Yellowstone National Park is filled with adventure! It’s 2,219,791 acres could keep you busy exploring your entire life. So how does one go about exploring Yellowstone? I say plan ahead! Yellowstone has approximately 466 miles of roads, 1000 miles of trails, 15 of those miles are boardwalks, 5 entrances, over 300 active geysers and almost 300 waterfalls.
This is just the beginning of what there is to explore in this park! You need to know what you want to see before arriving because you will be one of over 4 million visitors that come here each year and without planning, you can find yourself spending most of your time driving and fighting traffic instead of enjoying everything Yellowstone has to offer. Here is my list of things to do Yellowstone National Park.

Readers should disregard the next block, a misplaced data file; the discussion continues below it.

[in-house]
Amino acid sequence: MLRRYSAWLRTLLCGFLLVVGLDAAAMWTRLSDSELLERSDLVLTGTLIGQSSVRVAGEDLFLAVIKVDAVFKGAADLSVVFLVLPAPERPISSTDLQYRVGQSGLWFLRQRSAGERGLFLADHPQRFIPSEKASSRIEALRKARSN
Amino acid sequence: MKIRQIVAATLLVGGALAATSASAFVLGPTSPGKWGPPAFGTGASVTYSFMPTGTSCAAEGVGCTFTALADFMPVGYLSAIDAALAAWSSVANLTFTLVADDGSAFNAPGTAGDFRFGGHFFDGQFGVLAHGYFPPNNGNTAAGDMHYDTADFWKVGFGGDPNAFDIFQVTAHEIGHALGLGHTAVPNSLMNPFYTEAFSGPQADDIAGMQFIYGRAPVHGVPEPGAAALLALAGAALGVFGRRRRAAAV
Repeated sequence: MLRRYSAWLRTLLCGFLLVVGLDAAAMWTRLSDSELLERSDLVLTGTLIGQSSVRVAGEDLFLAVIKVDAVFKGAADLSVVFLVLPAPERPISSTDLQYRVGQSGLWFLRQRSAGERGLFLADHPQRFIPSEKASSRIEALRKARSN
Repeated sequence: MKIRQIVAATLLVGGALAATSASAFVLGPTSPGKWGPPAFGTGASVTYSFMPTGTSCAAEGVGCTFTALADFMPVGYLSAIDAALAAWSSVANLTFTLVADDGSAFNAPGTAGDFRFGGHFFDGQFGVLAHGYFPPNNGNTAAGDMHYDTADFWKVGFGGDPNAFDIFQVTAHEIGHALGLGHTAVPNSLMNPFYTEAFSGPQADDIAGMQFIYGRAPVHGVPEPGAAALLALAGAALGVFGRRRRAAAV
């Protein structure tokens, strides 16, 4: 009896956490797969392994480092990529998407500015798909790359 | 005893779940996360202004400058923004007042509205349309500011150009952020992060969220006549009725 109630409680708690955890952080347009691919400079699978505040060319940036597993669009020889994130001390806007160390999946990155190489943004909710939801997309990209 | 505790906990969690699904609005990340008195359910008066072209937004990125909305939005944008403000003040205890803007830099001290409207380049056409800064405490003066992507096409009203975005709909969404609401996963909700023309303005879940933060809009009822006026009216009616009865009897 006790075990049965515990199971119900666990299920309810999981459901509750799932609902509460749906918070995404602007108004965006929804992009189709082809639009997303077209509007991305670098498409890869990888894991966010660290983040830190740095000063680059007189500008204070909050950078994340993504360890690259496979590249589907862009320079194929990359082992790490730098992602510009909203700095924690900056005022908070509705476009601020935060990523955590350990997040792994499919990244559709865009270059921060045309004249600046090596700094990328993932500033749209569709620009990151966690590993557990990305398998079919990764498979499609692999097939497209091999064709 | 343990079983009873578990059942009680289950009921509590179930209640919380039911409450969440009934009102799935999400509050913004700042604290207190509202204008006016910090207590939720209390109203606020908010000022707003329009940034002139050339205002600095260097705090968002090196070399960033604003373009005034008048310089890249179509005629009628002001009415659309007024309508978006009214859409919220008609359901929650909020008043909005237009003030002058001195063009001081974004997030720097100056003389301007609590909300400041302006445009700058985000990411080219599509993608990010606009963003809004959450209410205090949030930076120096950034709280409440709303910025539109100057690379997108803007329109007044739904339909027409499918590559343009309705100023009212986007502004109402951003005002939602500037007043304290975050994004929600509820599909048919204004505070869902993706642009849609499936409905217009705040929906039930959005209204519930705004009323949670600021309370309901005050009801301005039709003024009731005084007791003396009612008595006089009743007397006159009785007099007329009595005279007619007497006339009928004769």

Watch Old Faithful Erupt
What is the first thing you think of when you think of Yellowstone? For most, it’s Old Faithful erupting! It was the first Geyser named in Yellowstone and shoots water into the air at an average height of 130 feet for approximately 1.5 to 5 minutes at a time. This continues at intervals of 60 to 110 minutes.
The Visitor Center at Old Faithful keeps track of the eruptions and have a 90% accuracy of predicting the next eruption within a 10-minute time frame so make the visitor center your first stop to make sure you are in place to see the eruption when it begins!
Wildlife viewing at Lamar Valley & Hayden Valley